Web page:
Christoph Trautvetter, an anti-corruption campaigner with Netzwerk Steuergerechtigkeit in Berlin, told ACAMS that support for far more ambitious reforms has grown within the Bundestag.

“This [first] law, as it stands, works for the yacht or villa [with a known link to a blacklisted party], but not for the hotel or factory where you’ve got no clue who owns the thing,” Trautvetter said. “The second task is to create a more general law that doesn’t just apply to sanctions, but would give authorities power to begin investigations into any asset of unknown origin without the need to have a criminal suspicion.”

The Netherlands

Germany’s plans appear more advanced than those of the Netherlands, where last month the government appointed former Foreign Minister Stef Blok to lead a taskforce assigned with identifying any obstacles that have limited cooperation between the various agencies responsible for locating and seizing Russian assets.

Blok’s taskforce has since recommended making his role of national sanctions coordinator permanent and introducing a “stronger legal basis” to allow domestic authorities to collect and exchange data on individuals and companies in the context of sanctions enforcement.

Blok also called on Dutch officials to newly require attorneys, accountants and notaries to inform the government of any links they share with blacklisted parties. Current rules require only that financial institutions and corporate services providers disclose such links to the country’s central bank, De Nederlandsche Bank.

Dutch officials should also “press” the EU to establish a clear legal framework that would require all private firms to investigate the ownership and control of legal entities they serve, and lower the threshold at which financial institutions must freeze the assets of legal entities controlled by blacklisted parties from 50 percent ownership to 25 percent.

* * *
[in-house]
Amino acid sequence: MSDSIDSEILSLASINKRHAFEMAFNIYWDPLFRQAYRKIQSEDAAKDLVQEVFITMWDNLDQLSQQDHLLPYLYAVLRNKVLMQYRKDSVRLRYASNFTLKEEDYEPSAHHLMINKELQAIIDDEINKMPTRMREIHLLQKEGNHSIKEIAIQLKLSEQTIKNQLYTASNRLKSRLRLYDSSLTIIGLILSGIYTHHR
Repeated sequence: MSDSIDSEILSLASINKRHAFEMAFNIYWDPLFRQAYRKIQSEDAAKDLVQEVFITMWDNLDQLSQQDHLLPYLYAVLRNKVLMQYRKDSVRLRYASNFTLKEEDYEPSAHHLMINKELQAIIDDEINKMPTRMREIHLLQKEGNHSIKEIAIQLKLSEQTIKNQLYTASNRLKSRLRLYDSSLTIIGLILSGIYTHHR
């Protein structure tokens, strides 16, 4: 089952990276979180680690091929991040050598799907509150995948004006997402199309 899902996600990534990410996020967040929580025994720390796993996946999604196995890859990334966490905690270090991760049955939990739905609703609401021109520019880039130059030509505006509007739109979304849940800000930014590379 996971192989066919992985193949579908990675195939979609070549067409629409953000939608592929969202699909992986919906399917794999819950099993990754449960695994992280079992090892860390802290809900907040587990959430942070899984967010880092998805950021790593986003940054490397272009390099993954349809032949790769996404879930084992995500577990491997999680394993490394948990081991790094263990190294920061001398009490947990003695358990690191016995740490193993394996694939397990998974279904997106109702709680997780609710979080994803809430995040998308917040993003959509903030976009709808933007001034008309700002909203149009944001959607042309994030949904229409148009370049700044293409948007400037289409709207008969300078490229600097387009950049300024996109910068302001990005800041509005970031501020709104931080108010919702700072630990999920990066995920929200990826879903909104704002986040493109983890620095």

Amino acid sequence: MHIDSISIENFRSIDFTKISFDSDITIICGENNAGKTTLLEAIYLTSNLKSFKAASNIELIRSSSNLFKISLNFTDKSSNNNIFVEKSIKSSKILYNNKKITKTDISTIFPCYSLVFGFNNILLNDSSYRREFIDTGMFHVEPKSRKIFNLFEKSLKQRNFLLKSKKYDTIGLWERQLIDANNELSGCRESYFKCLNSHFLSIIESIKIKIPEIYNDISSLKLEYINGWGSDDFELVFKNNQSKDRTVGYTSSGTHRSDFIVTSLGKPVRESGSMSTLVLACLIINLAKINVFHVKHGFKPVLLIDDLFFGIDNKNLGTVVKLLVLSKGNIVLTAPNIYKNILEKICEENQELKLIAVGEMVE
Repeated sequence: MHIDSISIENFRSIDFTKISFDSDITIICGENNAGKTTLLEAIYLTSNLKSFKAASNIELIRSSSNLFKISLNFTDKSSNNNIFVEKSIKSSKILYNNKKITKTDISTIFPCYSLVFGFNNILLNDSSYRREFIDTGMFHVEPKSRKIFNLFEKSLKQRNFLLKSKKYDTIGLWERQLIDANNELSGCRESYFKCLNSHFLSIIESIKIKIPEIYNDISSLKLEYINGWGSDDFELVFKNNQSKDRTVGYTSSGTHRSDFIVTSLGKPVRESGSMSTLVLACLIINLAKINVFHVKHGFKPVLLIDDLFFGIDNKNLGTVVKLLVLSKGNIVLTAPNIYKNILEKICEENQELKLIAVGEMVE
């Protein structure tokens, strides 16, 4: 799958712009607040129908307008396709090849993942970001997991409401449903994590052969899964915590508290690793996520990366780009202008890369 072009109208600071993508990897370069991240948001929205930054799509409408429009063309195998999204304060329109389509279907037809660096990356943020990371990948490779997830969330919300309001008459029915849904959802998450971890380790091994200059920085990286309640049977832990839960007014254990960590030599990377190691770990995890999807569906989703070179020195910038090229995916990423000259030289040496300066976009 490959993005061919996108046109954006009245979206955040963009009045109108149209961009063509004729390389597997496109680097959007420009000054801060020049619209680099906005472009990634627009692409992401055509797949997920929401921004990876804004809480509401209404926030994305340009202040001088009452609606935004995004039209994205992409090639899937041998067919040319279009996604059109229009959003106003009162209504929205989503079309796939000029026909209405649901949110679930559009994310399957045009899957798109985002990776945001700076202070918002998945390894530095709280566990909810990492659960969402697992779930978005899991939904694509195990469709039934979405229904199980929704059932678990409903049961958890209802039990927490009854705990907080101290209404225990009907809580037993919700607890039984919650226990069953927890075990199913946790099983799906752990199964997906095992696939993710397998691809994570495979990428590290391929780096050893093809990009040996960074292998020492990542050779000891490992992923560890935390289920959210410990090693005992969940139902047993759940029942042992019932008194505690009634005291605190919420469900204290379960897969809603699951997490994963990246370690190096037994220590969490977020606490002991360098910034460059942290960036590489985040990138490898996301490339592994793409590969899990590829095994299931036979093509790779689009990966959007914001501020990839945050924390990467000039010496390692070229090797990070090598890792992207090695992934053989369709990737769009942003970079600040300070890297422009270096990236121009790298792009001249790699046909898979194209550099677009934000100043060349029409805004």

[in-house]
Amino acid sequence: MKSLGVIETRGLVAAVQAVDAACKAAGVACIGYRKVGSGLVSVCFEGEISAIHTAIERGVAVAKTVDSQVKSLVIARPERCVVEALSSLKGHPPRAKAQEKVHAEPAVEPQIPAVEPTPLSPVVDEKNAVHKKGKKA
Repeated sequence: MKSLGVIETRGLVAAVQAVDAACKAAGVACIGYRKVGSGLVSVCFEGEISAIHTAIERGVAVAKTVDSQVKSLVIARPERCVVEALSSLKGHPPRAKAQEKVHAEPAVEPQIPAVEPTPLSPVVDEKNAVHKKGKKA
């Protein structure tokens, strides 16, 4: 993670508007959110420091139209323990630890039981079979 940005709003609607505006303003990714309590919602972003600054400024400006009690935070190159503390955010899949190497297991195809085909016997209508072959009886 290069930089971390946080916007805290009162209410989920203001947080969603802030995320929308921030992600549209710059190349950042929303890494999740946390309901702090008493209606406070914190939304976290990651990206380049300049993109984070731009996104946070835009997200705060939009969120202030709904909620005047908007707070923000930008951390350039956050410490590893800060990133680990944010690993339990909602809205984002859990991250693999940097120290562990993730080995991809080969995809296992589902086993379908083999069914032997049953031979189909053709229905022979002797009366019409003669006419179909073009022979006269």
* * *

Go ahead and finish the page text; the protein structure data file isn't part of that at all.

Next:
Blok also lamented the Dutch government’s failure to date to establish a fully populated beneficial ownership database and the EU’s lack of progress in linking the bloc’s other national registries of ownership data. “This is a serious impediment,” the former minister concluded in a final report on his taskforce’s investigation.

Wopke Hoekstra, who began leading the Foreign Ministry in January, told the Dutch Parliament on May 13 that the government would implement all of Blok’s recommendations.

Martijn Feldbrugge, director of the BSCN consultancy in Amsterdam, said that Blok’s plans represent “a step in the right direction,” but questioned whether the taskforce had fully understood the difficulty of linking blacklisted parties to the assets they control through complex, cross-border structures.

“There is a lot of navel-gazing when it comes to sanctions enforcement,” Feldbrugge said. “We have got to think much more about working cross-border, and that means using the power of the EU.”

Contact Koos Couvée at

Topics : Sanctions , Asset Forfeiture
Source: Germany , Netherlands
Document Date: May 24, 2022